I’ve a while back embarked on starting a research on some of the history of the intellectual engine behind Singapore’s growth. There is a general attribution to the government’s brilliance but it is essential to trace these back to institutional roots and the people involved – without understanding the process by which economic progress is made and considering the values that brought about them, our generation risks forfeiting what our forefathers worked to gain. The sort of circumstances that created our forefathers and the system that they created for their subsequent generation was the main focus of my next stage of research.
I foresee it leading on to more interesting stories about manpower in Singapore and narratives about the labour force. While I was on my way to the airport last week for a work trip, I came across a cab driver who looked like he was in his 50s, claimed to have been driving a Comfort cab for over 20 years and couldn’t stop complaining about a variety of different things. I struck a conversation with him which went from one which went from price of print newspapers to the taxi/cab industry in Singapore. Most times, in taxis and where mature Singaporeans congregate, I sense negativity, but conversations which concluded that there wasn’t much to do. Helplessness, lack of choice features a lot. Implicit beliefs about status quo and the difficulty of challenging them, even within ourselves is hardly addressed. The desire for comfort individually is not quite thought about (by the government) in trying to restructure our labour force. Even when the government is promoting jobs creation for Singaporeans overseas, they don’t seem to realise that those who would like to take up jobs overseas are already actively doing so and currently the ones left are people who need a tad bit too much nudging to get out.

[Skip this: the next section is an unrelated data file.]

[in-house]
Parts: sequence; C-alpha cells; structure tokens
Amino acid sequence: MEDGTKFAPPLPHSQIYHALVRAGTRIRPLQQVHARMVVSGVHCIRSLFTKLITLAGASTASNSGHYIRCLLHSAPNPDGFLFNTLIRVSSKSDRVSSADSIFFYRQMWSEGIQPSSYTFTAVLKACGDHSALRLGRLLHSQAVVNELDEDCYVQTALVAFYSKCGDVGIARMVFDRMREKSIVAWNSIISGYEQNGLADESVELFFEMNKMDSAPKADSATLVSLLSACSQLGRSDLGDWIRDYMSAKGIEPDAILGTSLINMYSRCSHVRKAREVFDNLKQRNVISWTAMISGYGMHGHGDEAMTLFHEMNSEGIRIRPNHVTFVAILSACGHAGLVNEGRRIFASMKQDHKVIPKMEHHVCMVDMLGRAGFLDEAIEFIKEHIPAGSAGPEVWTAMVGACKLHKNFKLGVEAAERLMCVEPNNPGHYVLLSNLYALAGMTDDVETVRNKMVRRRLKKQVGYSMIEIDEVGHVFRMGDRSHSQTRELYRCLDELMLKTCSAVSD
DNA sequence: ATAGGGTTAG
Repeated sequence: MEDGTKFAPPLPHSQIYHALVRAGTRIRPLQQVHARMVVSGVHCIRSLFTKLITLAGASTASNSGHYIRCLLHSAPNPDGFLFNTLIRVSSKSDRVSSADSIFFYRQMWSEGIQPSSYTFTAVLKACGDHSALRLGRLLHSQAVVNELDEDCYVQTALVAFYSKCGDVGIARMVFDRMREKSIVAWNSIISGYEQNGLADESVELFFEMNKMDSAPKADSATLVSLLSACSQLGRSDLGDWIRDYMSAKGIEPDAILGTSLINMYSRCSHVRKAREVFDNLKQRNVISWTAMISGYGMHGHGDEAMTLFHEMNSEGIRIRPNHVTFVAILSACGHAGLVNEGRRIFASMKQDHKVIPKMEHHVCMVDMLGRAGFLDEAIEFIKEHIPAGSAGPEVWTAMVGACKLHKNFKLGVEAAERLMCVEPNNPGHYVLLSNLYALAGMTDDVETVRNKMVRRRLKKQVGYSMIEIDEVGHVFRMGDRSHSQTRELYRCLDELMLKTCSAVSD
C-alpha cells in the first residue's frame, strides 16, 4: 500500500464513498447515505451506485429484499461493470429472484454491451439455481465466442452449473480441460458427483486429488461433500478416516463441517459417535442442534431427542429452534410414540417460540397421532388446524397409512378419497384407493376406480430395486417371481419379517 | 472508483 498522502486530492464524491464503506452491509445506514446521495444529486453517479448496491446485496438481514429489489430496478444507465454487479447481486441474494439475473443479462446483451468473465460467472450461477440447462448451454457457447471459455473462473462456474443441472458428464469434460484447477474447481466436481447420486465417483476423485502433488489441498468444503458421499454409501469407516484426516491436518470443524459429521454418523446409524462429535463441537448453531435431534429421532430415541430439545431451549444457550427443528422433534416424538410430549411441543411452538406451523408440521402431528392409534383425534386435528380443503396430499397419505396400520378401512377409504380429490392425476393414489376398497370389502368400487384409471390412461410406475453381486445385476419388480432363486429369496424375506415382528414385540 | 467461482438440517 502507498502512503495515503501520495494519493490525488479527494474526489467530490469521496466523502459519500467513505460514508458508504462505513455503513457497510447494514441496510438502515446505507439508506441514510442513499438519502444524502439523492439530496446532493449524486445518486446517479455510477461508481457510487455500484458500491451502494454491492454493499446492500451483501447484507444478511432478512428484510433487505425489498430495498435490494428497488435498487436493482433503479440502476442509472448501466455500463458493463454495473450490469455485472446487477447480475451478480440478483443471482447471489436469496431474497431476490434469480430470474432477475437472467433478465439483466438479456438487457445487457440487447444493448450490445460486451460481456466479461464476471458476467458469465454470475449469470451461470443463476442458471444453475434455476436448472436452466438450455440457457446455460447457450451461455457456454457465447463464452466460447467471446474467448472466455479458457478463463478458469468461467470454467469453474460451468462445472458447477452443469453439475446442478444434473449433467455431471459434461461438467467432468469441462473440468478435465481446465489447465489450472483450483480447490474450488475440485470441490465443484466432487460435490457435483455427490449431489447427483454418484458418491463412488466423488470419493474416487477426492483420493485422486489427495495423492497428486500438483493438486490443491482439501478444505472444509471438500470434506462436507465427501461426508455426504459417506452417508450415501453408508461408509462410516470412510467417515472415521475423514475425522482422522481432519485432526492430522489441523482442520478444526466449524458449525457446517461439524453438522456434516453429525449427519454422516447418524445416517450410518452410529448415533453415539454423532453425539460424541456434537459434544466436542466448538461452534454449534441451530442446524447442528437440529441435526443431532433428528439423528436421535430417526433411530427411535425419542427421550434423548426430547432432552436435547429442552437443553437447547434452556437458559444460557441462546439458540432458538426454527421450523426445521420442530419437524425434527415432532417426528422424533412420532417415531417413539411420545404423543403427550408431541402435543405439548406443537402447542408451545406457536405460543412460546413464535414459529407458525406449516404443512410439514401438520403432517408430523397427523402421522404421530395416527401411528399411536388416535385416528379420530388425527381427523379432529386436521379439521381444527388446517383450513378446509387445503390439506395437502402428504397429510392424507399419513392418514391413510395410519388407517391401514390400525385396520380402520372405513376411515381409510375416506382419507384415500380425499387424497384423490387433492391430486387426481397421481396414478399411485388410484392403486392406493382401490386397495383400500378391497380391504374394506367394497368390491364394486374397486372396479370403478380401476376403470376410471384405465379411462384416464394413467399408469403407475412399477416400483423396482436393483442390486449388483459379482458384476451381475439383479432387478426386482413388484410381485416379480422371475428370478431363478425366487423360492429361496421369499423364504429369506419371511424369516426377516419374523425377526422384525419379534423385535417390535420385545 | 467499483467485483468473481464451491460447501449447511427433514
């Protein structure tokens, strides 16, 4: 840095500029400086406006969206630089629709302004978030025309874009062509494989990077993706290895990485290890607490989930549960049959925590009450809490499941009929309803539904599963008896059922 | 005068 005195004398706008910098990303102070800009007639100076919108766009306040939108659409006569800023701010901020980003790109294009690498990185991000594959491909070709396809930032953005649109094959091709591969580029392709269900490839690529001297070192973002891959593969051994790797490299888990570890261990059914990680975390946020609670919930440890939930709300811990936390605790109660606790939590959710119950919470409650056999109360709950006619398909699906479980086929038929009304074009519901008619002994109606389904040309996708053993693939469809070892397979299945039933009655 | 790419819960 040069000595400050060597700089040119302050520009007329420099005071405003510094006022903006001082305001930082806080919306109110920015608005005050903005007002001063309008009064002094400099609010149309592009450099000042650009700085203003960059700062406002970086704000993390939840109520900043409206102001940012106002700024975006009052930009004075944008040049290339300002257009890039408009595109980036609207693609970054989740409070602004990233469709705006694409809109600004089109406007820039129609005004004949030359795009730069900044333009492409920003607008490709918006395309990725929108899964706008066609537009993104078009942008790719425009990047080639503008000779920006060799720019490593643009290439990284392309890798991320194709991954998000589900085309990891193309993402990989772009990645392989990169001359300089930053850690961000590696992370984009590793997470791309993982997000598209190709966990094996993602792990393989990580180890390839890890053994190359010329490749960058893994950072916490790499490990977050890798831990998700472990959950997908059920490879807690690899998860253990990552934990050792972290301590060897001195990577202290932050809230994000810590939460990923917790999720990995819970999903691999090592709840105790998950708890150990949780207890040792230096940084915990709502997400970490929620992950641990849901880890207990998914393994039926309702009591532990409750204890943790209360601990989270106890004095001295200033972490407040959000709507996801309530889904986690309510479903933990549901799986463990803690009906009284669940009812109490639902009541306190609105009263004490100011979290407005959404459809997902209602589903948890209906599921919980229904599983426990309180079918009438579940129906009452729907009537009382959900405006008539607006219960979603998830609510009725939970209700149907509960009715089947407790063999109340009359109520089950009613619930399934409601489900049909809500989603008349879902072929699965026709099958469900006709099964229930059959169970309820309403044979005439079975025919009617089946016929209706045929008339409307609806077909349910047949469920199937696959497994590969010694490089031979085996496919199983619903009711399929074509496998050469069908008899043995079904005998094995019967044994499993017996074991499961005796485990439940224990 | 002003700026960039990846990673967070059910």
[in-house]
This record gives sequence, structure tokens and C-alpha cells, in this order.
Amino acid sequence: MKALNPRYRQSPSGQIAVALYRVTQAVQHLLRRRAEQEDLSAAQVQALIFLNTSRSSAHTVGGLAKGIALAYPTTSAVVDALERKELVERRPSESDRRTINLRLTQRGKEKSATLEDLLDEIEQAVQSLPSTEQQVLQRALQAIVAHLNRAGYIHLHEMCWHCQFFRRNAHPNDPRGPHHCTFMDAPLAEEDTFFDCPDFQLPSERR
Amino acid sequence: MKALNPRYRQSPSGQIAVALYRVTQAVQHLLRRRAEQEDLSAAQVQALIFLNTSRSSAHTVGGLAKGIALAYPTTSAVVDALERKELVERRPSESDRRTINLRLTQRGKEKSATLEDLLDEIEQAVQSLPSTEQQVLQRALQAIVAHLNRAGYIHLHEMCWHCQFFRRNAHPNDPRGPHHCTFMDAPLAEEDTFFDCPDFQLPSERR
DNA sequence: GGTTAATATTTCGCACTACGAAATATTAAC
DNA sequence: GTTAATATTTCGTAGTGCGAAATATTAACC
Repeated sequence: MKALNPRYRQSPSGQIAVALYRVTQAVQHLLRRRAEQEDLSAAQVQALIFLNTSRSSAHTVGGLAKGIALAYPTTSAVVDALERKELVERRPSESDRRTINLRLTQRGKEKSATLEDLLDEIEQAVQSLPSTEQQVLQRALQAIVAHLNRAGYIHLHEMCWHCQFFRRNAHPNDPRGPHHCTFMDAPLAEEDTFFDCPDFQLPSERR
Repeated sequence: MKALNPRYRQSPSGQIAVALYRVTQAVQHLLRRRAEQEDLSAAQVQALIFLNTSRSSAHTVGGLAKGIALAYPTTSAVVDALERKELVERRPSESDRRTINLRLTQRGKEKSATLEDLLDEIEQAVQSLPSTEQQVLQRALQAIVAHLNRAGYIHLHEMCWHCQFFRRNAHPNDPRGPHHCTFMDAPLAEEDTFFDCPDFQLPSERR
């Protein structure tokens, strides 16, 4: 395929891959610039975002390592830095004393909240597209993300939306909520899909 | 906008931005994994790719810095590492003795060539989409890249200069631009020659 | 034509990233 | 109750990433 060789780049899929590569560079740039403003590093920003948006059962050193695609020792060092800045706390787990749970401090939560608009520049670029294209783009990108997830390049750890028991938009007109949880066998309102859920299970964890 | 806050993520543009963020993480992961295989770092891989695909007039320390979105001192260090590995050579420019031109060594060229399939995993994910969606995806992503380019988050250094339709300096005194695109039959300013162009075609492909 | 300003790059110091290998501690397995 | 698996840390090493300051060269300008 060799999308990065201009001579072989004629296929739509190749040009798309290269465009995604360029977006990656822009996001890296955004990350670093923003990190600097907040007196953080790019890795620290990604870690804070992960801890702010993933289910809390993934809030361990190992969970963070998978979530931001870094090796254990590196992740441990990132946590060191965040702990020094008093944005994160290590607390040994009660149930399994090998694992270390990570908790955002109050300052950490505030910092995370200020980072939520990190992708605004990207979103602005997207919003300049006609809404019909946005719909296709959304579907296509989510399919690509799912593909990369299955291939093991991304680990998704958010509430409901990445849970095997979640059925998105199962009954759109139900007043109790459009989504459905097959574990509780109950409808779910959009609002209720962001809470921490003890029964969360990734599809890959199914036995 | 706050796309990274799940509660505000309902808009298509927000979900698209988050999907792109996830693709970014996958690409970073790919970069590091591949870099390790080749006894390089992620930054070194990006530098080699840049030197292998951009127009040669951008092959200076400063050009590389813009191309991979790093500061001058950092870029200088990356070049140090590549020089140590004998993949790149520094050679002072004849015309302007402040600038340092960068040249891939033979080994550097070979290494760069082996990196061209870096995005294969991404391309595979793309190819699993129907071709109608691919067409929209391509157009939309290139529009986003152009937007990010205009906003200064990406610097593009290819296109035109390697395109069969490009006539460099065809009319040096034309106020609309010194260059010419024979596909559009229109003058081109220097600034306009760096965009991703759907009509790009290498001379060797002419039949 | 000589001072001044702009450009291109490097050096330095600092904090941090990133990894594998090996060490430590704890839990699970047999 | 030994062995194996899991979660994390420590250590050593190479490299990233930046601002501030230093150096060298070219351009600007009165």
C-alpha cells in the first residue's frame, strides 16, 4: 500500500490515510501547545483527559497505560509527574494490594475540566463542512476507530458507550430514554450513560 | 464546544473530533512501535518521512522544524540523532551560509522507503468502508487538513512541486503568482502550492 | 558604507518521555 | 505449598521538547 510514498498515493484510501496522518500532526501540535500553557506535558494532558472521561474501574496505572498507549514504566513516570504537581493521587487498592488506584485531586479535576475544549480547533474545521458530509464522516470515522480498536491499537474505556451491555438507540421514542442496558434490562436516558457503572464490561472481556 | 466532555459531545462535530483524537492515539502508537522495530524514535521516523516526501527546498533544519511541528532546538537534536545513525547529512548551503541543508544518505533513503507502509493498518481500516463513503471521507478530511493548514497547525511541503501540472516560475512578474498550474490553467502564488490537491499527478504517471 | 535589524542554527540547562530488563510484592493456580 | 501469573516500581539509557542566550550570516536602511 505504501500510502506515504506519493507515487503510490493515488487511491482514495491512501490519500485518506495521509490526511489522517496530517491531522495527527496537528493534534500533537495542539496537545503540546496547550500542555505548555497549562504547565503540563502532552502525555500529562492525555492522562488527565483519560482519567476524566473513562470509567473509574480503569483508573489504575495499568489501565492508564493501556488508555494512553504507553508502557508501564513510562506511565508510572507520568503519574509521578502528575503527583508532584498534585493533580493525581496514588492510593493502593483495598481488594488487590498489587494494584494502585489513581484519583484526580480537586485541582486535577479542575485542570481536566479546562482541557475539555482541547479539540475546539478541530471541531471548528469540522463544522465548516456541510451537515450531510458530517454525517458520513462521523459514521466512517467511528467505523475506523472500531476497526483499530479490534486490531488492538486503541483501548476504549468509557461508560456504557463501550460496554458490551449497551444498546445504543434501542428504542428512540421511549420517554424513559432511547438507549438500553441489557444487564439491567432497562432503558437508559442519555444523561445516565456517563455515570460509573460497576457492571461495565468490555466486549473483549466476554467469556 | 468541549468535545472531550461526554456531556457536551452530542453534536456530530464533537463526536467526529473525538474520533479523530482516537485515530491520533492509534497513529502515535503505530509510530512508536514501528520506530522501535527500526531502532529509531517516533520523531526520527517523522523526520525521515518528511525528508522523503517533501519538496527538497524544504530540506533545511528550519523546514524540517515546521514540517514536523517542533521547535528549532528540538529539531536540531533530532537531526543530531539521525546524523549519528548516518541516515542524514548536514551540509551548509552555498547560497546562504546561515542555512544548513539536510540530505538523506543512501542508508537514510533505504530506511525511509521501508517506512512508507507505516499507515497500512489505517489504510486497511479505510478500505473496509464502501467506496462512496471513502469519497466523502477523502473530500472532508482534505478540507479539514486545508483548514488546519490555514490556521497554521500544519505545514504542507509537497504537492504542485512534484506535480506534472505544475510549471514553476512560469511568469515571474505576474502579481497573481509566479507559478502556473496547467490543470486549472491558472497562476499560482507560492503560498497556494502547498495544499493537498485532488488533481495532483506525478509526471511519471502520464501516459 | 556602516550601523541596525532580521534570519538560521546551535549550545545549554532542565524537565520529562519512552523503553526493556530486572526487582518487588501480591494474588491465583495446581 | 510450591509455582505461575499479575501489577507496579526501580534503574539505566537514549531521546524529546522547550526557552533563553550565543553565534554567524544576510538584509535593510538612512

The alignment of policies with socio-economic forces are important. That in part determines the success of policies – especially in the case of our early population control measures. Yet today we need increasingly creative solutions to go along with the socio-economic forces and yet steer it towards some longer term vision rather than pure reactive fire-fighting. The labour market is a key market that we still have a little bit more influence over. How we want to manage it will be one key factor for the growth of the country and our culture. I’ve already mentioned a while back that the soft stuff are the hard stuff. The government needs to start getting into the business of handling the soft, non-quantifiable stuff and pulling together the stakeholders who wouldn’t normally come together in the marketplace to make a difference.
Given the current makeup of our workforce and our skill sets; without radical culture change that goes beyond sticks and carrots, we will need to go through a period of convincing people to get out of their comfort zone. We don’t need compensation for the pain we will take. What we need is a vision and motivation, encouragement towards that vision. That vision is absolutely lacking – or poorly communicated if it exists at all. We need to trace our success in creating a labour force that worked and use that to chart a path towards that vision that we will formulate (or is formulated but perhaps too bold to be revealed in its full glory).
And with that, I plan to write a series of 3 articles. One dissecting the culture, the tiny traits that we need to consider and intend a mindset shift when deliberating policies. One pondering over education and skills equipping. Finally one that muses about the needs of the economy that we are shifting towards.
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